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DNC moves ahead on all-virtual roll call for Biden presidential nomination

By
Jennifer Shutt, Ohio Capital Journal, ohiocapitaljournal.com

WASHINGTON — The Democratic National Committee has taken a significant step toward formally designating Joe Biden as the party’s presidential nominee before the Democratic convention in August — a move they’re making to place him on the Ohio ballot for November’s election, States Newsroom has been told.

DNC members finalized their vote Thursday to move forward with an all-virtual roll call vote after 360 members voted in favor, two voted against and five abstained, according to a spokesperson.

In addition, the DNC will offer an online portal for Democrats to say what they want to see included in the national party platform as it is constructed ahead of the convention.

DNC Chair Jaime Harrison wrote in a statement that during the first term of the Biden-Harris administration, “we’ve seen the incredible outcomes that can result when democratic ideas are put into action.”

“I’m excited to announce that this year, through our testimony portal, we’ll be able to hear from more Americans and receive more input than ever before as we chart the road to the 2024 Democratic National Convention,” Harrison wrote. “We’ll build a platform that is rooted in the collective experience of Americans and mobilize people to vote for Joe Biden and Kamala Harris in November.”

Virtual roll call

In order to nominate Biden and Harris before the Ohio deadline, the DNC’s Credentials Committee and the Rules Committee will next need to adopt their reports to allow the virtual roll call, which will formally nominate Biden and Harris, to take place before the convention.

The DNC Convention is scheduled to begin in Chicago on Aug. 19, but the state of Ohio requires that presidential candidates are formally nominated at least 90 days before Election Day.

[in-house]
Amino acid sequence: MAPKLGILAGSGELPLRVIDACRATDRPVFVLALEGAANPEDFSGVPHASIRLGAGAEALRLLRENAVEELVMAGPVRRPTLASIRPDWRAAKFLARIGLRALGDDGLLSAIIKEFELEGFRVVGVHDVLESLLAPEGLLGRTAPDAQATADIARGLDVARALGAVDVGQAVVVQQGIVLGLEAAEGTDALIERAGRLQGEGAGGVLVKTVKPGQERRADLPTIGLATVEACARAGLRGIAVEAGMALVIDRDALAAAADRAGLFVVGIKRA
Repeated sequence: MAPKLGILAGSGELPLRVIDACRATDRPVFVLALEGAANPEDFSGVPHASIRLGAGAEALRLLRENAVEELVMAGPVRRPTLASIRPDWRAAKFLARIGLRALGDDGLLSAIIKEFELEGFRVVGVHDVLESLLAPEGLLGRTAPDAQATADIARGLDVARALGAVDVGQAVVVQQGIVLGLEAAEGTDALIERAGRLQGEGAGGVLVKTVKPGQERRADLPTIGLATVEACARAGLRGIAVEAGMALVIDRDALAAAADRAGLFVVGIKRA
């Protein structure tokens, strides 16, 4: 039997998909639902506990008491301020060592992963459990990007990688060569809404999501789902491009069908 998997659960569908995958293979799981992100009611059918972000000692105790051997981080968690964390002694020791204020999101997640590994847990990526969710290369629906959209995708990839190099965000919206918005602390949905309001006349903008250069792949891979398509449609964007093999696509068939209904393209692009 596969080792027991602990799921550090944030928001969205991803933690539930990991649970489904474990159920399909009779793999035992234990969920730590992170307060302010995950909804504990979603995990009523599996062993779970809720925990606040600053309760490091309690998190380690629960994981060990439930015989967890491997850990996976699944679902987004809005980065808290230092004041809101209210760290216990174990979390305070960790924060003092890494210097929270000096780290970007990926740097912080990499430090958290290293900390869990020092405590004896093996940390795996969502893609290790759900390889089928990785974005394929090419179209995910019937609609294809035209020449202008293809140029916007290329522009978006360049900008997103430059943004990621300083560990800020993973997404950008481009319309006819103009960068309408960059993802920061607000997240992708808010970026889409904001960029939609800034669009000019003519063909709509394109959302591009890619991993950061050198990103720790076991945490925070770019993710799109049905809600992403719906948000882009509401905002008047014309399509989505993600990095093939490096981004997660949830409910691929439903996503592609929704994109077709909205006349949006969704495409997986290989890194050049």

The DNC is also moving forward with plans to hold some version of the traditional roll call during the convention, though the party is looking to “build on the success” of the roll call vote held during the all-virtual 2020 presidential nominating convention, necessitated by the pandemic.

The DNC spokesperson told States Newsroom that the goal for this year’s convention-week nomination is to pull in more Americans beyond the delegates who are in Chicago at the United Center.

Democrats, the spokesperson said, are looking to revive elements of the 2020 roll call vote, which they called “Roll Call Across America.”

The all-virtual nomination during the 2020 convention featured Democratic delegates voting from historic and sometimes quirky locations.  

Those included the Edmund Pettus Bridge in Alabama, the Joseph R. Biden Jr. Railroad Station in Delaware, a cornfield in Iowa, an art studio and community center in Louisiana, a field of grazing cattle in Montana, Biden’s childhood home in Pennsylvania and a beach in Rhode Island where a chef held a plate of fried calamari.

Democratic platform

In addition to working toward the nomination of Biden and Harris, the DNC is preparing to build the official Democratic platform in the weeks ahead.

The DNC planned to open the online portal Friday that will allow all Democrats to fill out a form detailing what they want to see in this year’s party platform, the spokesperson said.